Math

# A Hand Span Measurement Lesson

Try asking your class this question: What are ways that you’ve seen length described? You could also use the word distance. You are likely to hear a variety of standard units like inches, feet, or meters. Perhaps an aspiring astronomer in your class has heard of light years. Or you have students who grew up near water who are familiar with nautical miles or fathoms.

No matter what they say, notice the relevance of language in math class. You can represent addition and subtraction using just symbols, but that’s a lot harder to do when talking about length!

## Teaching Measurement

Whether you’re a scientist measuring the distance between galaxies or you’re just trying to figure out whether a table will fit next to your bed, being able to measure length and distance is a skill that is relevant to many fields and is important throughout life.

Students as young as kindergarteners can answer questions such as “who is taller” or “which place is farther.” By third grade, students can measure down to fractions of an inch or another unit. And by fifth grade, students start converting measurements, for example from centimeters to meters. This lesson for Grades 1 and up practices measuring length using nonstandard units, where the nonstandard unit is hand spans. This lesson may also be appropriate for older students who need additional practice with measurement.

Key Standards:

• Measure length using nonstandard units (Grade 1)
• Solve problems involving measurement of length (Grades K–5)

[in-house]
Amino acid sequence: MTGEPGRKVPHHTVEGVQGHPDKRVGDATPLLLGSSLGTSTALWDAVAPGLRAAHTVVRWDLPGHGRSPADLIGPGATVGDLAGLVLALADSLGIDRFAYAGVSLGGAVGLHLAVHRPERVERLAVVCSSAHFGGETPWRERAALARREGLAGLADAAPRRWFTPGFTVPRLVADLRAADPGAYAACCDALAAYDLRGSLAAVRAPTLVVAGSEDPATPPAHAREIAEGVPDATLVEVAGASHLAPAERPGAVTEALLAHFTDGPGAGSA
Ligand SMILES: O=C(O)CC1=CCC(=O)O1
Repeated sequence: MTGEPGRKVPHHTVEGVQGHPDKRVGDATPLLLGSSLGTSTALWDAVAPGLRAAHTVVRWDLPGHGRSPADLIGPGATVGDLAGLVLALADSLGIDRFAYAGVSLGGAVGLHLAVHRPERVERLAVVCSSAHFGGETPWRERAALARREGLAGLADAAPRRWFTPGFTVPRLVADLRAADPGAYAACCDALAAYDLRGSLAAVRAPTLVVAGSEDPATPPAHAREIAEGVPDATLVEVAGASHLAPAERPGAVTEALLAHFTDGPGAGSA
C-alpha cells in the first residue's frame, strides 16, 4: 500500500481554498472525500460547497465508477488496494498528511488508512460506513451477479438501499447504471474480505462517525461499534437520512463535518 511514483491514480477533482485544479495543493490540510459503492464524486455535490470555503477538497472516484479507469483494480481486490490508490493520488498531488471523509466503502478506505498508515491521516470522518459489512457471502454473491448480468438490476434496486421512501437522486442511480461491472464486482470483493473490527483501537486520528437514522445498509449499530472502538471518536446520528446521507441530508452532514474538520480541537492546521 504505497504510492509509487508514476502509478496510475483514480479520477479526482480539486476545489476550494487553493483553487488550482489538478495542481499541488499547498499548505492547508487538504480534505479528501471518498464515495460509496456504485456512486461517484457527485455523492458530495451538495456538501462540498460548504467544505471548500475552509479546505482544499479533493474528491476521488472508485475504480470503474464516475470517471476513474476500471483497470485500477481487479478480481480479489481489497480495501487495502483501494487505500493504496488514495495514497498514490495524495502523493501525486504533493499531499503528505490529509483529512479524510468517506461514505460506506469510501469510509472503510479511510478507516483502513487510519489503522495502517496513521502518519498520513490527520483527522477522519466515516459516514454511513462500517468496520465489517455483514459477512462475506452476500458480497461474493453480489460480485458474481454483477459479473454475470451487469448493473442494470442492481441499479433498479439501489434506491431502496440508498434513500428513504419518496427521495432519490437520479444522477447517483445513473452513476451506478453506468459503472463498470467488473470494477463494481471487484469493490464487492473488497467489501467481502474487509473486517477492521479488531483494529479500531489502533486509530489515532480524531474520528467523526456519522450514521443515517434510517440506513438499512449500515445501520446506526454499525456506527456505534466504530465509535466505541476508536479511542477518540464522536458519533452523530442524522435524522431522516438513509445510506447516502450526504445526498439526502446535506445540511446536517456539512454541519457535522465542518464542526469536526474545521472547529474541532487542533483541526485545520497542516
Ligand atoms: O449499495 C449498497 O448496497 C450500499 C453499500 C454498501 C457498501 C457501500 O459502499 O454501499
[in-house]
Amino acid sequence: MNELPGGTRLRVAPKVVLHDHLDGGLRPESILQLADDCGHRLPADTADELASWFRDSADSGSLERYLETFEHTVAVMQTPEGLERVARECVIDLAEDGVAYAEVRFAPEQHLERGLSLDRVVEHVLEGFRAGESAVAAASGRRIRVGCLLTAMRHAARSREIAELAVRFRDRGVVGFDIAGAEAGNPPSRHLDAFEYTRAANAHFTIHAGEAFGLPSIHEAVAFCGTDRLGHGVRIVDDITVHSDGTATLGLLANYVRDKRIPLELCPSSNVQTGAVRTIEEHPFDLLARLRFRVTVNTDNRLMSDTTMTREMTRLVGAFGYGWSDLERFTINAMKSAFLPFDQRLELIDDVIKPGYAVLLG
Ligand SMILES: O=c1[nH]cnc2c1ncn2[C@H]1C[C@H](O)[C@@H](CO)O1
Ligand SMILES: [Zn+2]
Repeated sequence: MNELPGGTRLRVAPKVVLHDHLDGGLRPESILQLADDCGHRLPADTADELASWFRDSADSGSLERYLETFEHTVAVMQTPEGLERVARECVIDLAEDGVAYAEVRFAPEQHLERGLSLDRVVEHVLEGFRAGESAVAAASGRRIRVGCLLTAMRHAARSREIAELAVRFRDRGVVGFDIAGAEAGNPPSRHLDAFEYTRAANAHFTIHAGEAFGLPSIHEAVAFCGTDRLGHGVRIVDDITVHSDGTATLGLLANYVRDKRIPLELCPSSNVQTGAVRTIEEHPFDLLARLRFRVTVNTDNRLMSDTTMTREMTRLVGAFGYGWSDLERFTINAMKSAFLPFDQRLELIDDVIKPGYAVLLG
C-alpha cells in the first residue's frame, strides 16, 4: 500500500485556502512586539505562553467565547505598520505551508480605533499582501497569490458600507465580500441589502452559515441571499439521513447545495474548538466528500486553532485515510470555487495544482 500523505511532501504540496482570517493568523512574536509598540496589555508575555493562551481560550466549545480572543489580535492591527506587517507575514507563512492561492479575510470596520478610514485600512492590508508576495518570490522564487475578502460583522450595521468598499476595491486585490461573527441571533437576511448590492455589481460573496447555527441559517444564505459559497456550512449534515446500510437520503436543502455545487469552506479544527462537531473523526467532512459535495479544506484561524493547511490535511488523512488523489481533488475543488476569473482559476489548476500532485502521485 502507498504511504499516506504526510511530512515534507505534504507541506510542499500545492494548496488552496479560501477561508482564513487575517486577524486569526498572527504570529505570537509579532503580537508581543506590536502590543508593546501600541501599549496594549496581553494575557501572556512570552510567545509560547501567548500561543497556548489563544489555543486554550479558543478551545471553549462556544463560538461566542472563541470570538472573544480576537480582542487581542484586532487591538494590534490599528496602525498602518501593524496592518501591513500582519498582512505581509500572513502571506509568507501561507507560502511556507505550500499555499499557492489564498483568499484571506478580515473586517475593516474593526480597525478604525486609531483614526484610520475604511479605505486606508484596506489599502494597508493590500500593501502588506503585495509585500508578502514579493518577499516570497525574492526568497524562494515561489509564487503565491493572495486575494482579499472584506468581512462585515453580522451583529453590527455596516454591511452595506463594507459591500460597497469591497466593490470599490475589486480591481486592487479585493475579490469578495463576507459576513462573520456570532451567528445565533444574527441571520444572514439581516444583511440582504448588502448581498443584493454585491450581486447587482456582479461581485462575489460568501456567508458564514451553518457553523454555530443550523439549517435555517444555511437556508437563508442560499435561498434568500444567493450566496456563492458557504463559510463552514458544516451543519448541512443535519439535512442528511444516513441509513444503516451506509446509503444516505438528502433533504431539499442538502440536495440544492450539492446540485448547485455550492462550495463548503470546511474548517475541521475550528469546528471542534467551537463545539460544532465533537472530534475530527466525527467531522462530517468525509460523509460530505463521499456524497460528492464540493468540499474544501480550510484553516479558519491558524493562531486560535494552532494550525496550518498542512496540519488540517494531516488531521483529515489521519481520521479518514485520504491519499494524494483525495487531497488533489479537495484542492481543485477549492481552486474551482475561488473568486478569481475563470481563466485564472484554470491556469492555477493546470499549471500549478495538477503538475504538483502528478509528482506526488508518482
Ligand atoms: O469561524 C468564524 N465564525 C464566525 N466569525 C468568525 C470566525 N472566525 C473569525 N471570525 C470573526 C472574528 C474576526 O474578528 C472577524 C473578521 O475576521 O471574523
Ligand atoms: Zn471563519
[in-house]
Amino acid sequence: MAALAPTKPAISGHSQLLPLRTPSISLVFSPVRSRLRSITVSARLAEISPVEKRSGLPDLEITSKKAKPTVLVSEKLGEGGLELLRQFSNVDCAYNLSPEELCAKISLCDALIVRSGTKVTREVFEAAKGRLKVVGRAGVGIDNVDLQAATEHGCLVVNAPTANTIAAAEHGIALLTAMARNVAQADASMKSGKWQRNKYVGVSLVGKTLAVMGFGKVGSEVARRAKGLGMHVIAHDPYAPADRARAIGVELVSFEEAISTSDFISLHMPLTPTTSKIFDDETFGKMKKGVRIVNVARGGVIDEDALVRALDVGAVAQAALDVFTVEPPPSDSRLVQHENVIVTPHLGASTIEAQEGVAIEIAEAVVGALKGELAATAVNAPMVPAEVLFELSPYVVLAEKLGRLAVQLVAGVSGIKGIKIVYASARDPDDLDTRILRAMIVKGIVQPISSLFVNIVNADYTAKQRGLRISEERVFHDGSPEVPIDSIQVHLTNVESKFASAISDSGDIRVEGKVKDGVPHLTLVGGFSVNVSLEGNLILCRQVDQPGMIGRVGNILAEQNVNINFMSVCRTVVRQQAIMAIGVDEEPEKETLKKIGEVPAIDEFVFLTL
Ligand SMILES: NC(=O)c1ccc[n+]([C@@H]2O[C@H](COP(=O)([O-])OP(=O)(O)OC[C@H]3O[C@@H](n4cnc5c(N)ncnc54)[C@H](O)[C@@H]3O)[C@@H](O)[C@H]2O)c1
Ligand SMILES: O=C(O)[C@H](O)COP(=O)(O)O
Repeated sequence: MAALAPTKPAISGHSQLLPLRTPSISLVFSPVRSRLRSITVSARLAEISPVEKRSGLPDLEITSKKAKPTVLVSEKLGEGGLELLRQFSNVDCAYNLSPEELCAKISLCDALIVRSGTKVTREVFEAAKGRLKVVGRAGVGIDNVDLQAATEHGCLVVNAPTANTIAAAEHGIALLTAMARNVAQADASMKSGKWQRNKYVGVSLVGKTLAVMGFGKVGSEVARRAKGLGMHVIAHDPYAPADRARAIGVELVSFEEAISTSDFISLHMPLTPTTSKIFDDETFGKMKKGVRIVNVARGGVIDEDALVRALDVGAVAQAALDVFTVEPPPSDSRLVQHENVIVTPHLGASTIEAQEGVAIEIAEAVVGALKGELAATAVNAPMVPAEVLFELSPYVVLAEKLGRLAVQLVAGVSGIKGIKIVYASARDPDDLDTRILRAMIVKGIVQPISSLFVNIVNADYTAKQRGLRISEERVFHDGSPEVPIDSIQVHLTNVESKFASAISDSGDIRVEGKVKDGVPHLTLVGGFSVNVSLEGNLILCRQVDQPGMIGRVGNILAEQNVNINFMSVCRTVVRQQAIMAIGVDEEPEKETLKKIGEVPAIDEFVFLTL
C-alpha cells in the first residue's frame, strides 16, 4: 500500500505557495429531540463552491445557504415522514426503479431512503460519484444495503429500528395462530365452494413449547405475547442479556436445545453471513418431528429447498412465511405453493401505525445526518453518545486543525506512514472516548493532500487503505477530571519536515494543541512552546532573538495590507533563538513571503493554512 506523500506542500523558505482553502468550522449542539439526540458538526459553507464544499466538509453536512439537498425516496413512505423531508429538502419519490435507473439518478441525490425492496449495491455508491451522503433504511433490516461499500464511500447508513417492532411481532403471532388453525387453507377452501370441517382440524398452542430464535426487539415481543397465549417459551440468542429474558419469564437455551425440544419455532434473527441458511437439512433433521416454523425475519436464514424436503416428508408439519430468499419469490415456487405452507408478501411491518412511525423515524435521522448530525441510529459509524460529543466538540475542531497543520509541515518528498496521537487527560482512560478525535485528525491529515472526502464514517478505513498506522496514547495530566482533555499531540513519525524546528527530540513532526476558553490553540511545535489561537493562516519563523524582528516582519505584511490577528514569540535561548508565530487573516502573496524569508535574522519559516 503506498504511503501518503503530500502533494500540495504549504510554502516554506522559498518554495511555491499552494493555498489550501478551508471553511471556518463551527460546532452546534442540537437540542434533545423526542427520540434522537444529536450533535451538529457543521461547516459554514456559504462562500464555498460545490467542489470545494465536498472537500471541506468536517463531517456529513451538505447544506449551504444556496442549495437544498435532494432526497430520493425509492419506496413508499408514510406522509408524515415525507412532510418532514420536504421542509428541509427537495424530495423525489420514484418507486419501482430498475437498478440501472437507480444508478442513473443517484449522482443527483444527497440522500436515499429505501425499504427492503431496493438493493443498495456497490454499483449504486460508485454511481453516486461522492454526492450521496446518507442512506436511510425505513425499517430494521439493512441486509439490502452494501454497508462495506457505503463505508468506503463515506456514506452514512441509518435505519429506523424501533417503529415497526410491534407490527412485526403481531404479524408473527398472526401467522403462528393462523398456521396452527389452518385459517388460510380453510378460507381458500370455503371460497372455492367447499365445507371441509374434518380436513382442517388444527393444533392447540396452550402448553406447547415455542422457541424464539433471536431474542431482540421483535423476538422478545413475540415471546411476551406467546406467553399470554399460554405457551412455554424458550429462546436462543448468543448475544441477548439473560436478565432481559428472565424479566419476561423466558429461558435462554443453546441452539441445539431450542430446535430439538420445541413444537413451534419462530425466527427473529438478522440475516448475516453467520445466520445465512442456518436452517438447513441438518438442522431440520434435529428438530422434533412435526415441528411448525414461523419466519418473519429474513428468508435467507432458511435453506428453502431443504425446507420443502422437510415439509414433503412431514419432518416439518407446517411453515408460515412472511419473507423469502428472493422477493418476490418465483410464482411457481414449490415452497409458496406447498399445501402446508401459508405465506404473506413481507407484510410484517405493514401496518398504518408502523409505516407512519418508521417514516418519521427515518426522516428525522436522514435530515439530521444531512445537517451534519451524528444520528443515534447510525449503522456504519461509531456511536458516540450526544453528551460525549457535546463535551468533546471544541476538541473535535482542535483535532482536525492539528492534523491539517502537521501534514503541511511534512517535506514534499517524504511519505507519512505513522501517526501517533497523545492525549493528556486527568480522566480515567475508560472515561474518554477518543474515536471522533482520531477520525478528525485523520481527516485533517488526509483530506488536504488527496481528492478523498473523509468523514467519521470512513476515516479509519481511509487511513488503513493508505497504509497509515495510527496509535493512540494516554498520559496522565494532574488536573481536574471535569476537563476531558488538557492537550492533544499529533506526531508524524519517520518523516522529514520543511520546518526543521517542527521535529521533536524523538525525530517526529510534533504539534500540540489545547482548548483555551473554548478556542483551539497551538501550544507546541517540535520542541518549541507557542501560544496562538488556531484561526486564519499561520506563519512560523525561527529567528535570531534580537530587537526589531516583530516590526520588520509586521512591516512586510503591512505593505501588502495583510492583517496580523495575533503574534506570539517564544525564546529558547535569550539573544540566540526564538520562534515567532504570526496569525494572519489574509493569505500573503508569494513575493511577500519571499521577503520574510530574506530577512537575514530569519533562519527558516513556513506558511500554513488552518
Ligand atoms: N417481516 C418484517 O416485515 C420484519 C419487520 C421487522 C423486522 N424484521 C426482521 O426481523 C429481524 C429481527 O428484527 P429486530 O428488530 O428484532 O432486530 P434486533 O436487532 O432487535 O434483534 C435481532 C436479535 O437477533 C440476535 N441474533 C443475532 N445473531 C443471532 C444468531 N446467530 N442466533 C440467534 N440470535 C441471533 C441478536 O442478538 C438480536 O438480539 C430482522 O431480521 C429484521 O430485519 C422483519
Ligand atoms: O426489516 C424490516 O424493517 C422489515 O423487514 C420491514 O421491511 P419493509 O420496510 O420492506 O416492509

• Attend to precision (Grades K–12)

## Before the Lesson: Make a Prediction

You might want to begin by discussing statements like “3 laps around a track” or “a crater 6 football fields long” to show different ways that length can be represented. It is not always a precise measurement that you find using a ruler. Begin by having students come up with an item to measure and an object to measure with. For example:

• How wide is the computer in pencils?
• How tall is the bookcase in books?
• How long is my arm in sunglasses?

Have students start by making a prediction, for example, “I think the computer is 3 pencils long.” Then have students get up and measure! Students may need help ensuring that they are lining up objects end-to-end and doing so in a straight line. Once they’re done, facilitate a short discussion around what they observed. Take care not to call any answers right or wrong.

• Would it make sense to measure [name an item] using the same object you picked?
• Were your measurements reasonable? Call attention to what an unreasonable measurement might be, for example, “the school is 5 pencils long” or “the computer is 300 sunglasses long.”
• What surprised you?

Now connect what they just did to their hands. For the most part, using hands is nowhere near as accurate or reliable as using a ruler or a rigid, rectangular object. Historically, however, we did not need as much precision as we do now. In the book The Science of Measurement: A Historical Survey, author Herbert Arthur Klein provides a history of ancient lengths including fingernails, thumbs, and palms. It is no accident that the modern-day “foot” can refer both to a body part and a unit of length.

Even today, lengths like “hand spans” provide a way of communicating approximate lengths no matter what rulers you have access to. Think about questions like “will this box fit under my bed?” or “are the dimensions right in my drawing?” Using nonstandard measurements can even be life and death! Finger widths are a way to measure where to give chest compressions to a baby four weeks or older.